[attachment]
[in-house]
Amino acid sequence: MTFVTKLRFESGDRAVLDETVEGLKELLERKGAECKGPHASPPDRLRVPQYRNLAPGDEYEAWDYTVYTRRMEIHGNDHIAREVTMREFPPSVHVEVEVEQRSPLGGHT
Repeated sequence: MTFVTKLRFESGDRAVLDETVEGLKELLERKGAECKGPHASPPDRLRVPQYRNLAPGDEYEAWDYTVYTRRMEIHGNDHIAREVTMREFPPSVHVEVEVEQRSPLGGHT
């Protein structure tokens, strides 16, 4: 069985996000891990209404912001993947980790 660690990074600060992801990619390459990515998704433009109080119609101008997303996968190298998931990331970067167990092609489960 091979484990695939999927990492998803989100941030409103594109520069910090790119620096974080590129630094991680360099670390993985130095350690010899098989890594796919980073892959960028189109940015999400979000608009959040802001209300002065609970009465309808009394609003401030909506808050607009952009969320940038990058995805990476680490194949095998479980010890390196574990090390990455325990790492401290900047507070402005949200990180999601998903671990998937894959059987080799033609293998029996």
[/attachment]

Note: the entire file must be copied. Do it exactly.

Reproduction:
[in-house]
Amino acid sequence: MTFVTKLRFESGDRAVLDETVEGLKELLERKGAECKGPHASPPDRLRVPQYRNLAPGDEYEAWDYTVYTRRMEIHGNDHIAREVTMREFPPSVHVEVEVEQRSPLGGHT
Repeated sequence: MTFVTKLRFESGDRAVLDETVEGLKELLERKGAECKGPHASPPDRLRVPQYRNLAPGDEYEAWDYTVYTRRMEIHGNDHIAREVTMREFPPSVHVEVEVEQRSPLGGHT
């Protein structure tokens, strides 16, 4: 069985996000891990209404912001993947980790 660690990074600060992801990619390459990515998704433009109080119609101008997303996968190298998931990331970067167990092609489960 091979484990695939999927990492998803989100941030409103594109520069910090790119620096974080590129630094991680360099670390993985130095350690010899098989890594796919980073892959960028189109940015999400979000608009959040802001209300002065609970009465309808009394609003401030909506808050607009952009969320940038990058995805990476680490194949095998479980010890390196574990090390990455325990790492401290900047507070402005949200990180999601998903671990998937894959059987080799033609293998029996």